A hands-on guide on obtaining research ethics approval

It is an uncontested truth that many medical students and practising clinicians dread having to get their research proposal through a research ethics committee. In this paper, the author, a long-standing member of a research ethics committee, offers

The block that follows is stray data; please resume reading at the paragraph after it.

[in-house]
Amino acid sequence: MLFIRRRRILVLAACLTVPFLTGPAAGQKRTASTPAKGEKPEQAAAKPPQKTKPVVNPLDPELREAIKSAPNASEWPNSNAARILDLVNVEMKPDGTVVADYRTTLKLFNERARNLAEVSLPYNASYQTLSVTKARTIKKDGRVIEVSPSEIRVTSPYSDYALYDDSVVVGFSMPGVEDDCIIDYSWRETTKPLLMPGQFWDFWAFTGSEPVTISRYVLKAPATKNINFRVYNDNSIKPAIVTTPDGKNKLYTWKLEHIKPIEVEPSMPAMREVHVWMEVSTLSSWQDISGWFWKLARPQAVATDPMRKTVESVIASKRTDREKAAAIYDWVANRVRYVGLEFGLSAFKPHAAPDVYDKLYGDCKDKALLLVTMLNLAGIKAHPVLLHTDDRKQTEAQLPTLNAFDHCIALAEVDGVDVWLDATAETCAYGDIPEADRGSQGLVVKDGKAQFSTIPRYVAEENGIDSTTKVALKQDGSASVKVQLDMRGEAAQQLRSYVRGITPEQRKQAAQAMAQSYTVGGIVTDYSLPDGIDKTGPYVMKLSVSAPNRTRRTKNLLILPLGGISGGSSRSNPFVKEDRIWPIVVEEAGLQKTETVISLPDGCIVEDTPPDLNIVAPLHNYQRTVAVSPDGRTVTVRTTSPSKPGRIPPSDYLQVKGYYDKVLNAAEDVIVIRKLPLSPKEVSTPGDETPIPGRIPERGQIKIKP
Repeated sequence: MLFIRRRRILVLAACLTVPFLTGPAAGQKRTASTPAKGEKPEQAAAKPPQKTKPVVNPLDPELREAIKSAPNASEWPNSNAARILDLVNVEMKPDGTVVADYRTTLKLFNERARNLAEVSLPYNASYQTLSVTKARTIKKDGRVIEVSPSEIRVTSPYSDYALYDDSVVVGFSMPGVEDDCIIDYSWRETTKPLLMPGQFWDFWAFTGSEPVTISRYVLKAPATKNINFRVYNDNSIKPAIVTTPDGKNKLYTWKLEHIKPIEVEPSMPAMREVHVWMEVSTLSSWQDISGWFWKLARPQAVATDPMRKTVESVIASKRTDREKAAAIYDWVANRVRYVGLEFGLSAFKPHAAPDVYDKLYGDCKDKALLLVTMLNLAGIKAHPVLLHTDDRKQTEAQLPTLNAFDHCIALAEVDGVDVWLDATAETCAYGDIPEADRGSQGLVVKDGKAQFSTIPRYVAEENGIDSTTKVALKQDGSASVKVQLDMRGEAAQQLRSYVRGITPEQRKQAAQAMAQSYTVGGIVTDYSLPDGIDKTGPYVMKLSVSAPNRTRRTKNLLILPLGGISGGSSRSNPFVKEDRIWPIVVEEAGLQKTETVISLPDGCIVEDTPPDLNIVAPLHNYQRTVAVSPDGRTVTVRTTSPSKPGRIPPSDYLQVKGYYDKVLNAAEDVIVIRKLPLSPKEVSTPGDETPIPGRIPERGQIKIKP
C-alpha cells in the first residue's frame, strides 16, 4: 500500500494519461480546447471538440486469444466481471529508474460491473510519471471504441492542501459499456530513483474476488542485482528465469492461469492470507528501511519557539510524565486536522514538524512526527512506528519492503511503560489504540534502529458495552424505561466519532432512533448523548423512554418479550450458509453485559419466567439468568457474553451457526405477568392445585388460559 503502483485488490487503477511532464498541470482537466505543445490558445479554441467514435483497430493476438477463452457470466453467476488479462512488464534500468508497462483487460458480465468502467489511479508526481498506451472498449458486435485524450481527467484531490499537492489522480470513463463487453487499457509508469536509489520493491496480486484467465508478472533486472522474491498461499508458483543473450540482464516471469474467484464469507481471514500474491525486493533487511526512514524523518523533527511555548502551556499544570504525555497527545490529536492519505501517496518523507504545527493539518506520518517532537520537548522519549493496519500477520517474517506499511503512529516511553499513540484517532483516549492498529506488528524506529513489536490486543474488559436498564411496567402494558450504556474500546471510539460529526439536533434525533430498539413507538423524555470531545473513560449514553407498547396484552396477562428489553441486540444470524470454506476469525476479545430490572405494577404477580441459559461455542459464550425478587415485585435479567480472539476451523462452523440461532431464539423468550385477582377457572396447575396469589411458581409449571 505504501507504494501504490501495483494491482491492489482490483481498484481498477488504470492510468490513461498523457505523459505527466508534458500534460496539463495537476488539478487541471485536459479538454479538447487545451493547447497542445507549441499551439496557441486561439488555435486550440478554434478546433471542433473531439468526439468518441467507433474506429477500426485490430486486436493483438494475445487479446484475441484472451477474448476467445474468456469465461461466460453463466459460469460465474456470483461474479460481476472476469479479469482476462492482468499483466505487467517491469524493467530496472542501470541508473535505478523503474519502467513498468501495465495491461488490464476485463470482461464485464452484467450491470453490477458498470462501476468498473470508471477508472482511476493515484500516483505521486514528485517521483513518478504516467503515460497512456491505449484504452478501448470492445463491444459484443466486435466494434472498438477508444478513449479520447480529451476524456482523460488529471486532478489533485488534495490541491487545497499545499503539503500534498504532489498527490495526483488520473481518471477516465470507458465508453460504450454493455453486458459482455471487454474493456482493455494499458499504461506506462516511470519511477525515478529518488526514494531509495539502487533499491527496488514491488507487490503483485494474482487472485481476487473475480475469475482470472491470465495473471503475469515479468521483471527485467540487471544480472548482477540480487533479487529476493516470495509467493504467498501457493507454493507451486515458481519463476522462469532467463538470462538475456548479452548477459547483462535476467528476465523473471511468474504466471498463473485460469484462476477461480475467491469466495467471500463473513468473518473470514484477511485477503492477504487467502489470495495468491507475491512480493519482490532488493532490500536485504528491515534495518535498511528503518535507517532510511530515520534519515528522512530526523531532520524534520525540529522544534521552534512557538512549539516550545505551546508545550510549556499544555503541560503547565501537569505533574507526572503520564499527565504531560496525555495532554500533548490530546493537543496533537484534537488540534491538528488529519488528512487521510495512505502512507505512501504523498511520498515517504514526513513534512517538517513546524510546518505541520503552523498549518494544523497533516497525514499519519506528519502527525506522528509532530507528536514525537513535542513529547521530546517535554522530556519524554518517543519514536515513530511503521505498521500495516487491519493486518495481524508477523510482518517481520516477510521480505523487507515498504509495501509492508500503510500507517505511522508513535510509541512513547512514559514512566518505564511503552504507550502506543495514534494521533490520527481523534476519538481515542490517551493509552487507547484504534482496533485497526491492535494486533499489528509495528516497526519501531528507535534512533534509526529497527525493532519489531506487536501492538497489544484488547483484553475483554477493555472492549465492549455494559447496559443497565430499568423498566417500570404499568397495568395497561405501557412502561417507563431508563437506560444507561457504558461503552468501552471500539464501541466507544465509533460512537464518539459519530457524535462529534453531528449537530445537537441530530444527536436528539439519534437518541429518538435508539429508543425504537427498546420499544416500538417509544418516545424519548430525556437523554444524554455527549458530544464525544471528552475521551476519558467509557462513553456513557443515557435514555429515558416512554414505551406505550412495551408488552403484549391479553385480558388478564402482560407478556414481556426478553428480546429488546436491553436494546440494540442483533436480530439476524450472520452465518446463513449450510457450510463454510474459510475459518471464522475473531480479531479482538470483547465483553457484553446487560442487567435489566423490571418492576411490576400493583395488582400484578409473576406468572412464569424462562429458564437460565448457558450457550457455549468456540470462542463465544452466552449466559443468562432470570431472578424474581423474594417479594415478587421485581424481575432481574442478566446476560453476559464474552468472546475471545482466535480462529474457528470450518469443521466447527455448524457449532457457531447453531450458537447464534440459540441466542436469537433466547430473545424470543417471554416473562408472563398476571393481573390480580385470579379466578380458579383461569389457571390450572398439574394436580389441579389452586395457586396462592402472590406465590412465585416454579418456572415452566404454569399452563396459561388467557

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  Title: A hands-on guide on obtaining research ethics approval CORRESPONDING AUTHOR: David Hunter Lecturer in ethicsCentre for Professional EthicsKeele KEY WORDS:Research Ethics, Research Ethics Committees, .WORD COUNT: 3 605 (Without abstract and references) Abstract: It is an uncontested truth that many medical students and practising clinicians dreadhaving to get their research proposal through a Research Ethics Committee (REC).In this paper the author, a long-standing member of an REC, offers a practical guide onapplying for research ethics approval, detailing common mistakes and flaws in applicationsand giving specific guidance on getting through what can seem a daunting process. Introduction: In the UK research ethics approval is a tangled and confusing affair, difficult to navigatefor many students and indeed staff at UK Universities.[1] This is largely because thelegislation and regulation that creates obligations to seek ethical approval is rather piecemeal, focusing on particular activities and regulating each activity separately. Worsestill, each individual piece of legislation applies to different parts of the UK . The aim of thispaper is to provide some advice – primarily for medical students and junior doctors whoare seeking to do research – from someone who is on the inside of the research ethicsapproval system, having sat on research ethics committees over the last 8 years and beeninvolved in the training of research ethics committee members in the UK. Why do we have a research ethics system? Why do I have to go through this? It is undeniable that research ethics approval is time consuming and can be a hassle,holding up good medical research projects. 1 So one might reasonably ask “why shouldresearch have to go through an approval system at all?”[2][3]Research ethics as a subject area arose with the increasing formalisation of medicalresearch in order to address the ethical concerns arising from the conduct of research.Historically, the development of research ethics has been greatly influenced by scandalssuch as the Tuskegee syphilis trial in the United States andthe Alder Hey research in the UK. 2 These are clearly ethically troublesome, but these high-profile cases form only a minorityof cases of unethical research. Most countries have had public scandals regarding somebreaches of ethical norms in research, and even in those that have not, it is likely thatunethical research, at least by today’s standards, has been carried out. Not all worriesabout research ethics are spectacularly big issues, nor is it always the case, even in thewellknown scandals, that unethical research involves researchers knowingly doing what theybelieve to be wrong. Often researchers are either unaware of the ethical implications of their research or, being aware of them, believe that they are outweighed by the positivebenefits of their research. Here are two examples that I have seen while on researchethics committees. 3 Psychology of depression with eight-year-olds In this case the researcher wanted to use a questionnaire, part of which consisted of theBeck Depression Index, with 30 eight-year-old children. The Beck Depression Index  asks participants to express their agreement or disagreement on a scale of 1 to 5 withstatements like:I feel like harming myself;If I died today no one would notice;I think about killing myself;There is no point growing up;I am useless.The disturbing thing about this research was that the researcher was not actuallyinterested in the children’s responses to these questions, but included them in thequestionnaire as a ‘blind’ to conceal the true nature of the research from the participants. Sports science muscle biopsy  For a piece of research on the oxidation of muscle tissue a sports scientist wanted to takepea-sized chunks of muscle out of the legs of athletes. The main piece of information onthe participant information sheet was that this might hurt a little. No information was givenabout ongoing pain, nor about the possible implications that the removal of muscle mighthaveon athletic performance.In both of these cases the researchers declared that there were no ethical issues.Obviously in the first case there are clear risks involved in suggesting the notion of suicideto eight-year-old children. In the second case, while the research was not necessarilyproblematic, not enough information was given to participants to allow them to decide for themselves. Aside from the past scandals, perhaps the most important reason to have a researchethics system is simply that most people would like to behave ethically. Given thecomplexityof ethical issues related to research, it makes us more likely to know how to achieve thisgoalif we have the advice of a knowledgeable and experienced group of individualsreflecting on ethical issues in our research before we carry it out.[4] Where do you need to seek approval from? Broadly, there are two regulatory systems in the UK: the NHS research ethics committeessystem and the university research ethics committees system. The NHS research ethicscommittee system is regulated by a central body, the National Research Ethics Service(NRES) and certain research – including most medical research – is legally required toseek approval from these research ethics committees. I will focus on navigating thissystem in this article. 4 However, it is worth mentioning that outside of this legally requiredethical approval, universities have also developed their own frameworks and systems, andeven if you don't need to seek ethical approval from an NHS committee you may berequired to seek approval from your own institution's systems (best to ask your supervisor or consultant). When do you need to seek ethical approval from an NHS research ethicscommittee? Before we can identify the ethical issues that arise in research we need to have at least aworking account of what research is. To readers who are engaged in research thisquestion may seem too obvious to need an answer, it is simply what we do. However, sucha definition is needed in order to distinguish research from related activities such as auditor service evaluation, which fall outside the scrutiny of research ethics committees, and itis surprisingly difficult to find a definition that distinguishes satisfactorily between these  things.[5] These considerations suggest that we should adopt an inclusive workingdefinition of research, such as the following:Research aims to generate (new) information, knowledge, understanding, or someother relevant good, and does so by means of a systematic investigation.While acknowledging that this doesn’t distinguish all research from all other humanactivities, it nonetheless appears to describe most activities which are currently thought of as research. The NHS has a helpful guidance paper which aims to distinguish betweenresearch, audit and service evaluation.[6]However, not all research requires ethical approval from anNHS research ethics committee. It depends on where you are based in the UK becausedifferent laws apply to different areas and, as laws are modified or made, advice becomesoutdated fast. As such the best place to check this is the NRES website: As a rule of thumb, if you are doing research which involves NHS patients, people who havereduced capacity to consent to the research, or you plan to use human tissue where either your institution doesn't have a license to use this tissue or the nature of your proposedproject means that you will not be obtaining specific consent from the participants to usethis type of tissue, you willprobably need to get approval from an NHS research ethics committee. When in doubt thebest thing to do is to contact the NRES helpline to enquire about whether you need toapply. 6 Application process This is fully documented on the NRES website and the best advice is to simply go thereand read the guidance for answers to specific process questions. Some general points cannonetheless be made. The first thing to say is the most important thing in any application isto ensure that what you want to do is expressed clearly and in language that a lay member of a committee (who could be anyone, from any background) can understand. If this islacking then the committee cannot really assess your project and so will be forced into aposition where they either have to reject it, or ask you lots of follow up questions. Giventhis, the most important part of the form to fill in is the lay summary – this is your chance toensure committee members understand what you are doing.You will be asked to attach a methodology section. I recommend not simply using your project proposal as this methodology section – this is likely to be written in a technicalfashion, and give more detail than is really necessary. Although more work, it would bebetter to rewrite the document for this purpose. Likewise, don't just cut and paste from your project proposal into the form since this will make the form hard to follow for lay members.The second most important part of the form is the section which asks you to identify theethical issues that your research raises and how these have been resolved. Under nocircumstances write “N/A” in this box - this is usually a good marker for people who haven'treally thought about what they are doing. All research with human participants raises someethical issues, if even only how confidentiality will be kept – it is just that these have(usually) been resolved at the planning stage. So identify those issues (more on this later)and explain how you have resolved them.The final important part of the form is the participant information sheet and consent formthat you will give to the research participants. It is important to spend time getting this rightas many committee members begin by reading this part, and most feedback involveschanges to the information sheet.  7] Fortunately NRES provide substantial guidance on writing these, and I would suggestthat you use their sample templates for guidance.. 7 It is a good idea to ask someone who knows nothing about your subject area to readthrough your application and then to ask them a few questions to check that they knowwhat you are doing. Likewise, checking whether they have any questions mayhelp you anticipate what will happen in the committee meeting when you are beingquestioned. In the committee meeting It is likely that you will be invited to attend the ethics committee meeting where your application will be considered. It is important to realise that this isn't an exam – instead it isan opportunity for the committee to clarify your application and to resolve any (usually)minor niggles there might be. So don't be too nervous, and do have a clear understandingof what you are planning to do, so you can explain it to the committee. Unless you knowyour application like the back of your hand, you should take your application with you, aswell as any important documents that you mention in the protocol, such as questionnairesyou may use. Be prepared to explain things in lay language. If at all possibleencourage your supervisor to attend the meeting with you - research shows that thisimproves the chances of your application being approved. It is worth trying to anticipatethe key questions that you may be asked, and issues that might be addressed so that youare ready to answer them if need be. Outcomes There are three possible outcomes - approval; approved subject to conditions; andrejection. Approximately 15% of applications receive approval immediately, most receive aconditional approval, and only 5% receive a rejection. If you receive a rejection don'tdespair, often projects are rejected not because the committee thinks that they arefundamentally unethical, but instead because changes are needed which would so changethe project that a new application is needed. Conditional approvals often require relativelyminor changes, for example, clarification of the patient information sheet, so they should beable to be taken care of pretty fast. You should receive a letter detailing the requiredchanges, and if you have any questions about these don't hesitate to contact thechair or administrator of the committee. Ethical issues in research – or what the committee is looking for  There are many potential ethical issues in research, more than I can possibly cover here,so I will only give a brief overview of key issues to think about, as well as some commonlyneglected issues later on, and other than that refer you on to the many papers and booksthat focus on specific ethical issues in research.[8][9]The first thing to say is this: most ethical issues can be identified and resolved using somesimple common sense. So think about your study from the point of view of a participant:would you be prepared to be involved?; Do you have enough information about the projectin order to make an informed decision about whether or not to participate?If not, then you need to change the proposal so that potential participants are able to giveinformed consent before participating.Commonly the ethical issues in research cluster around several core concepts. Informed consent: There are several reasons to be concerned about informed consent,  including respect for autonomy, avoidance of harms, and to allow participants to waive their rights (such as the right to bodily integrity).[10]Informed consent is made up of three aspects:1. Enough information to make the decision2. Ability to weigh up the information, come to a decision, and communicate this decision3. A lack of any undue outside interference or influence on the decisionIt is important that information is presented in language that is accessible to theparticipants (remember that the effective reading age of the average adult in the UK isnine), and this will depend on who the participants are.[11] As a general rule of thumb,technical language should be avoided as far as possible, and the information sheet shouldbe easily understood by a person with no prior knowledge in this field of research.There is one special case where full information need not be given; this is when it isnecessary for the design of the study that it be deceptive in nature. However, usually if youwant to do deceptive research you will need to make a good case for why the deception isscientifically necessary, and why the benefits of the research outweigh the costs of deceiving the participants, particularly if the participants will suffer some harm or be at risk.Ideally the participants should not be in a position of vulnerability or perceived vulnerabilityin regards to the researcher. This is the case because if the participants are in a vulnerableposition they may feel they have to participate. So, for example, if the participants are thestudents of the researcher then they may feel if they don’t participate then they will bemarked down in the next assignment; likewise if the researcher is a medic who isresearching on their own patients the patients may feel that they will not get the samequality of care if they don’t participate.It is also usually best to approach the participant indirectly, either by contacting themthrough an intermediary or by recruiting in such a way that the participant approaches yourather than vice versa as this ensures that their participation is voluntary.In general, given appropriate information, normal adults are considered to be competent toconsent. Certain groups of people may not have capacity to consent on their own behalf.These groups include children, as well assome people with certain learning difficulties or mental disabilities. However, it is importantto assess capacity and competency to consent on an individual basis as, for example, somechildren will be able to understand the information and come to a decision aboutparticipation at an earlier age than others, and some people may demonstrate capacity toconsent to some procedures or trials but not others. Likewise people who would ordinarilybeable to consent may not be able due to the situation, so for example if they are insignificant pain, or on heavy levels of pain killers their capacity to consent might becompromised. In all of these cases these people can still be recruited onto a study if someone in the appropriate legal standing to them (usually their next of kin or care givers)will consent on their behalf. However, simply because someone is not competent to consent does not mean that theyare not competent to dissent. Researchers should make all reasonable efforts tocommunicate their research in a way that potential participants can understand – this may